Everyone knows that a distracted driver on busy roads is a danger to himself and to others. In the past, loud music and talking passengers even have proven to be cause enough for some horrific accidents. The emergence of a new danger, a driver who is texting or talking on his phone, is growing to such an epidemic that law enforcement has equated it with driving under the influence. We see television commercials and public announcements that show a driver was in the middle of writing or reading a text when they were killed or killed others, and authorities are now considering a drastic way to address this problem.
The New Jersey state senate is considering a bill that would allow police to search through a motorist’s cell phone at the scene of a car crash – without a warrant – to determine if the driver was talking or texting during the accident. The law requires officers to have “reasonable grounds” the driver was using the phone before they make the search. It is already illegal in New Jersey for drivers to use hand-held cell phones while driving.
According to the New Jersey Division of Highway Traffic Safety there were 1,840 handheld cell phone-related crashes in 2011 in the state. This resulted in six deaths and 807 injuries.
While the push for increased public safety is understandable, this proposal is causing concern with advocates of privacy rights. The ACLU’s state chapter and a spokesman for the New Jersey representative of the National Motorists Association have voiced concerns. There is, of course, support for the bill too, notably from law enforcement, who state that some phones delete texts automatically, which explains the need to view the phone immediately.
It is likely that this, or similar legislation, will eventually have to be heard at the U.S. Supreme Court as at the heart of the matter is a citizen’s 4th Amendment rights and their expectation of privacy. Rutgers School of Law-Newark professor George Thomas has compared the proposal to when a police officer sees an open liquor container. Thomas stated that an officer does not need a warrant to seize the open container, and that the 4th Amendment requires an office have probable cause before seizing evidence of a crime.
Here are some of the problems with this legislation. An open container of alcohol at a crash site does give probable cause for seizure. It is, by definition, a violation in itself. However, does the mere existence of a cell phone do the same? Most motorists keep phones accessible in the car while driving, rather than in a pocket or bag. That phone would be visible at the scene of a crash or motor vehicle violation. However, whereas the open container is itself a violation of the law, the mere possession of a cell phone is not. Police should be required to get a warrant. The concern about automatically deleted texts is likely overblown as well given law enforcement’s ability to subpoena phone records if a criminal case is lodged against a defendant. To allow this encroachment on a person’s privacy rights because it is easier than issuing a subpoena, and absent probable cause, flies in the face of the reason for the 4th Amendment to the Constitution—restraint of the government from unwarranted intrusion into our private lives.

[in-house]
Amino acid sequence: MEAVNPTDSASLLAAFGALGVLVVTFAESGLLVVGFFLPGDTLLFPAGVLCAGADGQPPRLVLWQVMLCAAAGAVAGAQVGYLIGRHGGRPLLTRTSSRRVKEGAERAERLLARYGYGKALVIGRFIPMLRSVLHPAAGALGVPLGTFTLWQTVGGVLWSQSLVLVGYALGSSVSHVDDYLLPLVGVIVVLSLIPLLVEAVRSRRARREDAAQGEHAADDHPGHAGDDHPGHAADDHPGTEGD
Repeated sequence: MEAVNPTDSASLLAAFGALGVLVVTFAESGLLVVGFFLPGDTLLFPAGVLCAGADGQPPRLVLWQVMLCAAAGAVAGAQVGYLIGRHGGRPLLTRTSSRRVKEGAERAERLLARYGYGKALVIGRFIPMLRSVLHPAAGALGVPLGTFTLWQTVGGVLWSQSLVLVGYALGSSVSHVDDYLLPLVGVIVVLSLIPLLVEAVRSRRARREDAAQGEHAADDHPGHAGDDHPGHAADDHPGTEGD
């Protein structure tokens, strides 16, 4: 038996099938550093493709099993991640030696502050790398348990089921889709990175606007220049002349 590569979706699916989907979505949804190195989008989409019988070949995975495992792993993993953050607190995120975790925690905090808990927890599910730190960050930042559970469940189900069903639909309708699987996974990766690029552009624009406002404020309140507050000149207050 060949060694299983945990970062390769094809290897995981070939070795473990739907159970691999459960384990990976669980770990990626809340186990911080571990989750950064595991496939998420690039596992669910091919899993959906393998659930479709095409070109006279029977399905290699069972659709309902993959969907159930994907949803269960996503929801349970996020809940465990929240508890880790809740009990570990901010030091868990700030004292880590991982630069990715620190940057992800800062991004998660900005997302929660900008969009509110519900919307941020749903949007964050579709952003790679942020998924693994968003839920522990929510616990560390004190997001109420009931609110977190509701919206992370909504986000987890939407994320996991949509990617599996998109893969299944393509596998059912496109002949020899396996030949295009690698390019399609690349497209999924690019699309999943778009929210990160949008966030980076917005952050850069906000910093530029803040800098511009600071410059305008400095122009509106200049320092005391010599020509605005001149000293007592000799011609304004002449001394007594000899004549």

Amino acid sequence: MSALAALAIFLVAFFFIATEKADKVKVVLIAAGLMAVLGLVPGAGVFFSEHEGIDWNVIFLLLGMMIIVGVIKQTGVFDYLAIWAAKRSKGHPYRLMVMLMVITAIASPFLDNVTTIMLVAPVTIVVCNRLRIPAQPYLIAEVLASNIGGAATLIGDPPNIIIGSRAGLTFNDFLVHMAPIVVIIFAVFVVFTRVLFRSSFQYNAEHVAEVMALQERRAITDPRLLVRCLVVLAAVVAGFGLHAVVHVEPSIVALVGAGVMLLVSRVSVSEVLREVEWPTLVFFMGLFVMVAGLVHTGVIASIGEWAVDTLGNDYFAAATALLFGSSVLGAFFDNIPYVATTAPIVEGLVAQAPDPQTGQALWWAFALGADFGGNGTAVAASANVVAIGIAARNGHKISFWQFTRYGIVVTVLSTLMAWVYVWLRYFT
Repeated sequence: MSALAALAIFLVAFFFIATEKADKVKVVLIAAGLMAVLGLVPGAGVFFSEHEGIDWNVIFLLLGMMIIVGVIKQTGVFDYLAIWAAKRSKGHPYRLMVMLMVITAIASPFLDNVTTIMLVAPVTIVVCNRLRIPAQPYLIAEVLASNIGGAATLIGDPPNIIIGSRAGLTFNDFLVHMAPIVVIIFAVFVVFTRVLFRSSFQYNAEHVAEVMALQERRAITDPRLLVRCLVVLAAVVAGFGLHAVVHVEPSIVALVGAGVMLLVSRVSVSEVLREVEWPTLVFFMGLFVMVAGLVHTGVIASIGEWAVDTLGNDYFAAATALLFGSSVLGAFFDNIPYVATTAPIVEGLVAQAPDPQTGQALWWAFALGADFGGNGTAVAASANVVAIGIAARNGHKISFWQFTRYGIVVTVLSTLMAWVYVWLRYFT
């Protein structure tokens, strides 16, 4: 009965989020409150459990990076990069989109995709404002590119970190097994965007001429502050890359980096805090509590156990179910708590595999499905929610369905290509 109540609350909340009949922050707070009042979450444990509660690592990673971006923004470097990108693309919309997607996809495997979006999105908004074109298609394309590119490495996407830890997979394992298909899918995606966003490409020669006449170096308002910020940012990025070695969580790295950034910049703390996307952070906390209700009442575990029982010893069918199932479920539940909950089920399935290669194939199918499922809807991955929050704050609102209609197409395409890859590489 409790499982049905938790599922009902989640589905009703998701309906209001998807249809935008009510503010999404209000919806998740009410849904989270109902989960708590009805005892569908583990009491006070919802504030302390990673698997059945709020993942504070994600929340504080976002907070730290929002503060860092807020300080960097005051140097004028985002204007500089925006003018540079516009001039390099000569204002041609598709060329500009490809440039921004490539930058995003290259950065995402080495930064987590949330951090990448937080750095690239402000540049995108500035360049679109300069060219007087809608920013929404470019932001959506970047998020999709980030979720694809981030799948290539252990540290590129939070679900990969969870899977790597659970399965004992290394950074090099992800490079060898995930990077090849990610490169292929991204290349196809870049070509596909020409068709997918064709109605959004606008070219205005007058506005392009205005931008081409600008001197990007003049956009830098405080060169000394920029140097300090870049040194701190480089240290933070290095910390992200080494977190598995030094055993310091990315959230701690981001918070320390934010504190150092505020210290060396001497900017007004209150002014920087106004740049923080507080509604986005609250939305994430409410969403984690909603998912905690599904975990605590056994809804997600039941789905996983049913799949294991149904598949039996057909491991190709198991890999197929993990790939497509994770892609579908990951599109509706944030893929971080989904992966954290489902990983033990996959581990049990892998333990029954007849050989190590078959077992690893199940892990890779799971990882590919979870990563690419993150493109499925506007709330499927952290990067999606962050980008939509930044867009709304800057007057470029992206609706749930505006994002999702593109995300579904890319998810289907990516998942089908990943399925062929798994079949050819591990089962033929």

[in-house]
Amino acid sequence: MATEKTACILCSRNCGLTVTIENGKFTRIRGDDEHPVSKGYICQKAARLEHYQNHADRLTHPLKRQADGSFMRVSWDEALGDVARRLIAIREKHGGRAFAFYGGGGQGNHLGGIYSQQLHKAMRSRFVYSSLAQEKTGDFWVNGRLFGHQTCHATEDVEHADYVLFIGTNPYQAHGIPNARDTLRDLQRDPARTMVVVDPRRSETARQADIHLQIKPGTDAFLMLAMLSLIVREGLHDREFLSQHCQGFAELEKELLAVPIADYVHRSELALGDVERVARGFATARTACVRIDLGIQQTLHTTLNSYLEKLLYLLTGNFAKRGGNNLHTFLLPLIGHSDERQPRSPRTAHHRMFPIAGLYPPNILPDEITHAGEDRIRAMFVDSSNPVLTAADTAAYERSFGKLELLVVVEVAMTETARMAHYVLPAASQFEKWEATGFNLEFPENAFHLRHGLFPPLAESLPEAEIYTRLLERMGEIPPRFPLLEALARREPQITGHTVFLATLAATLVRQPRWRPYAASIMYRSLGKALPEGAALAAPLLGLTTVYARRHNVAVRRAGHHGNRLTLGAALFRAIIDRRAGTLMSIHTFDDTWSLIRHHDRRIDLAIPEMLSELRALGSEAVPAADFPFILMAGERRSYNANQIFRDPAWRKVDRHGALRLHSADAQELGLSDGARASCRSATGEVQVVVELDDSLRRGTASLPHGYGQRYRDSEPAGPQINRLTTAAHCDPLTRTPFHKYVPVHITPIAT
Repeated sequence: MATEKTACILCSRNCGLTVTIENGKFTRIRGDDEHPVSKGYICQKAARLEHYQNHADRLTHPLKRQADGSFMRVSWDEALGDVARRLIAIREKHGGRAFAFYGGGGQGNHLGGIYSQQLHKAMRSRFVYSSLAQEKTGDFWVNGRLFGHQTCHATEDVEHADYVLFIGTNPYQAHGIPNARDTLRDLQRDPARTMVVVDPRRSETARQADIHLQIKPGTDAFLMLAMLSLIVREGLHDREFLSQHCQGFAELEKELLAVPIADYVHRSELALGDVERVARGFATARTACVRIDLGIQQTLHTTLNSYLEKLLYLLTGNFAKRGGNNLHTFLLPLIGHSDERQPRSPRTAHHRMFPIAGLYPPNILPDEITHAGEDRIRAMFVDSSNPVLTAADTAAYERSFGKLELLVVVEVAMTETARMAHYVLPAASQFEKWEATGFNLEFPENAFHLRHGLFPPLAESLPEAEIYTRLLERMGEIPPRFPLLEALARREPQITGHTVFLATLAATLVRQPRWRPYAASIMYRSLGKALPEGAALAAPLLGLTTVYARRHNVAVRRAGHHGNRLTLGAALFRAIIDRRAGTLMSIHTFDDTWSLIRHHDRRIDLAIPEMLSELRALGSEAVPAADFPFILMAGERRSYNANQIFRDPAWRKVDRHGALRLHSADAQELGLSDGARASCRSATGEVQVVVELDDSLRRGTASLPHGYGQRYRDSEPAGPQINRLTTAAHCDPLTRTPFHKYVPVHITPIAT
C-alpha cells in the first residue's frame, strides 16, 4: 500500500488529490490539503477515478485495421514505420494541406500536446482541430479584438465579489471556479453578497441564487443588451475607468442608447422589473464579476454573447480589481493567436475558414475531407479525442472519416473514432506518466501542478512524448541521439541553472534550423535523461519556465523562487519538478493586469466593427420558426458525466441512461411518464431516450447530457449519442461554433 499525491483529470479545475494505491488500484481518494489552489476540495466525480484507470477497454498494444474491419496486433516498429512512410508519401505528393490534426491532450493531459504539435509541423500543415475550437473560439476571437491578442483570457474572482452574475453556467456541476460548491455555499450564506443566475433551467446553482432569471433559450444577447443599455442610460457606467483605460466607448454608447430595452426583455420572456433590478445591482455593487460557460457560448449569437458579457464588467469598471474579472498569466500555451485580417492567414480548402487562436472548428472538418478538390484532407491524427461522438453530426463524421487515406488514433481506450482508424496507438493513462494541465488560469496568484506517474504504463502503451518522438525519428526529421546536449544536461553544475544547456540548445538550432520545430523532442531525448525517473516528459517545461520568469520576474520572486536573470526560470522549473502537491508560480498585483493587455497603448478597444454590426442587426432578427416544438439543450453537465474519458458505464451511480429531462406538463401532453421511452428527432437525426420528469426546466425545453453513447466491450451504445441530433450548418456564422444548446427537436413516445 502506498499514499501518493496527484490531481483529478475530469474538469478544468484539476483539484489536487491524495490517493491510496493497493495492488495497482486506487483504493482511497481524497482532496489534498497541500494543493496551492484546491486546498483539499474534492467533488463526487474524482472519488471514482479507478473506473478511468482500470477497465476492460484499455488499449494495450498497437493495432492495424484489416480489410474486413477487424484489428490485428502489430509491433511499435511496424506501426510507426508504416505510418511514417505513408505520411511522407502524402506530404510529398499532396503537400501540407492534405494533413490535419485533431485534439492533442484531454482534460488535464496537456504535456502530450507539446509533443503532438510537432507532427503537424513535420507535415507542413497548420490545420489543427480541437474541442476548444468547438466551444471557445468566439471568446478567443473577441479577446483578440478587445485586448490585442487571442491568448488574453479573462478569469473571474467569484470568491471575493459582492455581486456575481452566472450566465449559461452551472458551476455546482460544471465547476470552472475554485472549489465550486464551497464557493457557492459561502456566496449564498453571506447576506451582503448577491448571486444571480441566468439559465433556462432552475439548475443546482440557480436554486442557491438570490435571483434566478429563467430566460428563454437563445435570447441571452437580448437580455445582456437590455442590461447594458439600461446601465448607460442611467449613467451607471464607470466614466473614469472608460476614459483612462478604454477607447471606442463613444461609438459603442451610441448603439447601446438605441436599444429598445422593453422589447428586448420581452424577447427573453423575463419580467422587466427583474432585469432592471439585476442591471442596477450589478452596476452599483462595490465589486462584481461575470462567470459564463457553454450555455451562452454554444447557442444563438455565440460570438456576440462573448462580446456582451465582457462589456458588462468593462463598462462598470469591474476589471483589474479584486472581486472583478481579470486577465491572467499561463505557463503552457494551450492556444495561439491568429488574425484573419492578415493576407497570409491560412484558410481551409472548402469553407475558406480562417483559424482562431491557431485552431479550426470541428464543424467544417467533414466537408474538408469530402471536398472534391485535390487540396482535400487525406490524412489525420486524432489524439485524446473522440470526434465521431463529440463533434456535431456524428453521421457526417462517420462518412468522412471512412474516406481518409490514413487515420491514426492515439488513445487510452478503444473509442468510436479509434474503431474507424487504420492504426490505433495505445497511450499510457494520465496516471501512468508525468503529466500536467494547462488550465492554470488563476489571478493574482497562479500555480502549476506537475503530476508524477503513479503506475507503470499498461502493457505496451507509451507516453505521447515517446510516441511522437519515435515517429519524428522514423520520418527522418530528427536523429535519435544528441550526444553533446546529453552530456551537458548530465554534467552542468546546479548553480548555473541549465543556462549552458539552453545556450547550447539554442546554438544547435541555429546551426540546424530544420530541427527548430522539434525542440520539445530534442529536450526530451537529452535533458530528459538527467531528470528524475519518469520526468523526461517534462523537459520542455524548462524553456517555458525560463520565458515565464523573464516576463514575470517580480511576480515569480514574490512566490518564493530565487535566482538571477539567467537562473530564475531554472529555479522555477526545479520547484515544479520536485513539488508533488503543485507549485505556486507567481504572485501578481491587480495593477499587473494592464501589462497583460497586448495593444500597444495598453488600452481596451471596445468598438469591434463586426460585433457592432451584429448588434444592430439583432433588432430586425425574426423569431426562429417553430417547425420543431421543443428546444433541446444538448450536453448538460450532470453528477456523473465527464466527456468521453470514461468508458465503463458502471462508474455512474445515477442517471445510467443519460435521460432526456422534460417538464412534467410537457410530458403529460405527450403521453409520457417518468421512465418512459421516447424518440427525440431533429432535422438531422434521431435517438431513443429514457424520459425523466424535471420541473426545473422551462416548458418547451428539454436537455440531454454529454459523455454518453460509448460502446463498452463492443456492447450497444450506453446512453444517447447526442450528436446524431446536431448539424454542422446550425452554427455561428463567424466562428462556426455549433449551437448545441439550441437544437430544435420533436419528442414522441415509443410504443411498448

Also, what is the difference, in this context, between law enforcement having ‘reasonable grounds’ that the driver used a cell phone immediately prior to a crash, and ‘probable cause’ to believe they had done so? Also, the basis for quick cursory stops and pat-downs for instance, is ‘reasonable suspicion, not reasonable “grounds.” Why the slight of change in language?
Lastly, is the statute defined specifically so that a police officer may only look at the text fields and email fields? For how long? This appears to be overreach, and a matter of convenience to law enforcement, rather than a necessity. It is always easier, let’s say, to firmly question a defendant about a crime without a warrant and without an attorney present. And it is certainly easier for law enforcement to order that the trunk of the car, or your home, be opened to them, rather than get a warrant from a judge. But our founding generation mistrusted government, and made firm boundaries to restrain government, even when crimes are committed. Moreover, as a cell phone is one of the main methods of communication today— a search and review of a person’s phone, without a warrant, and without probable cause, is an “unwarranted” intrusion into exclusive, privately held space.